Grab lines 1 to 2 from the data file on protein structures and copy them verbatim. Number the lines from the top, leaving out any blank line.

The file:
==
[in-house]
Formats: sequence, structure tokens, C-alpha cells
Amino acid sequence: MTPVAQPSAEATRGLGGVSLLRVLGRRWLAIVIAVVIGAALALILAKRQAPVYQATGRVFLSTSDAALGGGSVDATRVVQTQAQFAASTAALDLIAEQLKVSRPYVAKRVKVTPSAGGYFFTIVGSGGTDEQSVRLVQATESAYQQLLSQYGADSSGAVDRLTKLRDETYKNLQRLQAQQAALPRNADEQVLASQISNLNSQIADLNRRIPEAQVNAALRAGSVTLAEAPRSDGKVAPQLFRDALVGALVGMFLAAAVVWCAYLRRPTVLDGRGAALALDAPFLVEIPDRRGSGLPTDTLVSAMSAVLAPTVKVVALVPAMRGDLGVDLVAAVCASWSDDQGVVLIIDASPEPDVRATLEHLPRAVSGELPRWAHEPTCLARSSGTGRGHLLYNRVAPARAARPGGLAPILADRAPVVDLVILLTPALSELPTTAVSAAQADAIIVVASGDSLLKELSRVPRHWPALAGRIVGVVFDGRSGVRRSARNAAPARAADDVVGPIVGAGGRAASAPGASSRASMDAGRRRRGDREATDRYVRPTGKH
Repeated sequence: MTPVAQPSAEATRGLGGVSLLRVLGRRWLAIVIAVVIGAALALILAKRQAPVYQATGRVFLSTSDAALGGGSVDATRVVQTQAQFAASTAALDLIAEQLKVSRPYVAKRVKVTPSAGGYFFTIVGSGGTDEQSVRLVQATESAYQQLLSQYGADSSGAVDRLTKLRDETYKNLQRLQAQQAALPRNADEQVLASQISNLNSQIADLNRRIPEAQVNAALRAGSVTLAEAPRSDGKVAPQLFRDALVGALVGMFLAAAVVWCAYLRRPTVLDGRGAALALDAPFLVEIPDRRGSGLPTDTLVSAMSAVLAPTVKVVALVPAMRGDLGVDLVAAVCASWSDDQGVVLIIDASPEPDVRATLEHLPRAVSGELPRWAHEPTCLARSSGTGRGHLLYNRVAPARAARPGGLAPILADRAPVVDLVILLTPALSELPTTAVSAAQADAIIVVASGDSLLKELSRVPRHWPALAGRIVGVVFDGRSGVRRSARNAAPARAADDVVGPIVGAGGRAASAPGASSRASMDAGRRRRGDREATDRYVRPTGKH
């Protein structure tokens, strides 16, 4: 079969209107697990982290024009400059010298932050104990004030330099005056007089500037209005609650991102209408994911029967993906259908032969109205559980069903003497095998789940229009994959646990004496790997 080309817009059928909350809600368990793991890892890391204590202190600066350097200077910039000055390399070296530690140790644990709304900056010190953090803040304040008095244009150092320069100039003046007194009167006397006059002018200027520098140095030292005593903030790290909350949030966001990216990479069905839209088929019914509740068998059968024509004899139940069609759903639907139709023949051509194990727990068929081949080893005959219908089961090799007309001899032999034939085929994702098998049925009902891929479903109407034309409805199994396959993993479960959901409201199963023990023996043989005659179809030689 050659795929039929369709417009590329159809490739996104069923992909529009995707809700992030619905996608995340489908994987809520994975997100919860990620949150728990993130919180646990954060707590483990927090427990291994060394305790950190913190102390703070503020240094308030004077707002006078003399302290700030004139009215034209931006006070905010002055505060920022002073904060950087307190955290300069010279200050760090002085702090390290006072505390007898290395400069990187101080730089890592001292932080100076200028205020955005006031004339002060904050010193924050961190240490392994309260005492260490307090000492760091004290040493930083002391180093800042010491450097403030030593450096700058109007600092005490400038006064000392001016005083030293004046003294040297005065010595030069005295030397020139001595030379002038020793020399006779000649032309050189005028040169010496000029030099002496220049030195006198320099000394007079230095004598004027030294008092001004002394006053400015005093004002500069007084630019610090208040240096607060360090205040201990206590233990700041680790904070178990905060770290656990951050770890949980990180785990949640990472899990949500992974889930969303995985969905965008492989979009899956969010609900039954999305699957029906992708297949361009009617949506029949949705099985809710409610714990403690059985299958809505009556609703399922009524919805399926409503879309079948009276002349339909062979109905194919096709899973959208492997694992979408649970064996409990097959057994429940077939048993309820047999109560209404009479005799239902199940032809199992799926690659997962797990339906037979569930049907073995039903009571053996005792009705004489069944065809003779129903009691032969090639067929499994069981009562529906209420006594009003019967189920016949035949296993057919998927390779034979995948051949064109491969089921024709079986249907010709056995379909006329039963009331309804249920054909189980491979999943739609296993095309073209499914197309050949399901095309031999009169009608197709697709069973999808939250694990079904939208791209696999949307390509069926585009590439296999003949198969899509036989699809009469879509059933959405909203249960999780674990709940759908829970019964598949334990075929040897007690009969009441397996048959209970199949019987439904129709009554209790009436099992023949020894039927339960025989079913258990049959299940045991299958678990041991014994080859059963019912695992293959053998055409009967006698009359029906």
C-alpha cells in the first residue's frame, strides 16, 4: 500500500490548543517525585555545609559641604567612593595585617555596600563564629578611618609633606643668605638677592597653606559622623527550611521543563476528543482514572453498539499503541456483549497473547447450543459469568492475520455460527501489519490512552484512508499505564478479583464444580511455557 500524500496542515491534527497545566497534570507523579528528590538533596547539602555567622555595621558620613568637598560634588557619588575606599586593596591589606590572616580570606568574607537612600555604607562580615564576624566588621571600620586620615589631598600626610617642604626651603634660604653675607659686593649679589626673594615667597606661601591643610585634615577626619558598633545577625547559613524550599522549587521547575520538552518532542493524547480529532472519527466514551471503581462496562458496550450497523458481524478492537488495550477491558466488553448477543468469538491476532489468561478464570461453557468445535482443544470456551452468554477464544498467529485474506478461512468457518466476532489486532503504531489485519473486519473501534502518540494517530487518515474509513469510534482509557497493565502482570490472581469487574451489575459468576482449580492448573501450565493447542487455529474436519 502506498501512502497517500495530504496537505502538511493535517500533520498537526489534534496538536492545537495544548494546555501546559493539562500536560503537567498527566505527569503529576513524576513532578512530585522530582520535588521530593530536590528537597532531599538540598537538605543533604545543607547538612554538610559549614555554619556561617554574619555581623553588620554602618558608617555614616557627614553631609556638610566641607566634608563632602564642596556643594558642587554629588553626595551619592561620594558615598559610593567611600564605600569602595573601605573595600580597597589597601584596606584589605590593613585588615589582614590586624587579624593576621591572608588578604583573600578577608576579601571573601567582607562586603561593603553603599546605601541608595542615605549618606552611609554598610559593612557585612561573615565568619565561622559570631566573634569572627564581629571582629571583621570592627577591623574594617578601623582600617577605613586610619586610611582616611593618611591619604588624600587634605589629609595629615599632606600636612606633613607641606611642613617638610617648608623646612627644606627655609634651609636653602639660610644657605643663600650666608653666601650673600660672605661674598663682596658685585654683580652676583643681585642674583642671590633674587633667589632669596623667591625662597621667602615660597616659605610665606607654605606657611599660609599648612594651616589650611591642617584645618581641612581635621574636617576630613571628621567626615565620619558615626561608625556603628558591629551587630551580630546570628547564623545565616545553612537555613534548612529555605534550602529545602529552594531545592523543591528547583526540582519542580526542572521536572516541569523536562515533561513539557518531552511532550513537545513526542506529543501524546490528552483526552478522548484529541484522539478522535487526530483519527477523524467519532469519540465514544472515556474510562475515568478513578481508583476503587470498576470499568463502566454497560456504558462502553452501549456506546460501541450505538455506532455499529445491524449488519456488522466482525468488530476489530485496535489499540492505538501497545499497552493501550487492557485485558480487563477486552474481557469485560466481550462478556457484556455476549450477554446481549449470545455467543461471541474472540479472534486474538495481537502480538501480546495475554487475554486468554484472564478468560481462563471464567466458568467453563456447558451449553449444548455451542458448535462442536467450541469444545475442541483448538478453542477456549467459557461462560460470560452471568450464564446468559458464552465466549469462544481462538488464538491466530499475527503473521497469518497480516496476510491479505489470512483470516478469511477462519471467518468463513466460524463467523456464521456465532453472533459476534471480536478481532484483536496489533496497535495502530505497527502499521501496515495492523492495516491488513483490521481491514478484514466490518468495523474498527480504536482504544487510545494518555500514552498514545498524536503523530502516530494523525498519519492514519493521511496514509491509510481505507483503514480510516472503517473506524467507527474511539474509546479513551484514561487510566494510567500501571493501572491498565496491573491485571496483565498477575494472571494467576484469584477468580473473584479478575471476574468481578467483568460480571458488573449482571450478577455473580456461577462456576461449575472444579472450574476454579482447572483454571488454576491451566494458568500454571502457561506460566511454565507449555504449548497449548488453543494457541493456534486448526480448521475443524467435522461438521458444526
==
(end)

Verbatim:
[in-house]
Formats: sequence, structure tokens, C-alpha cells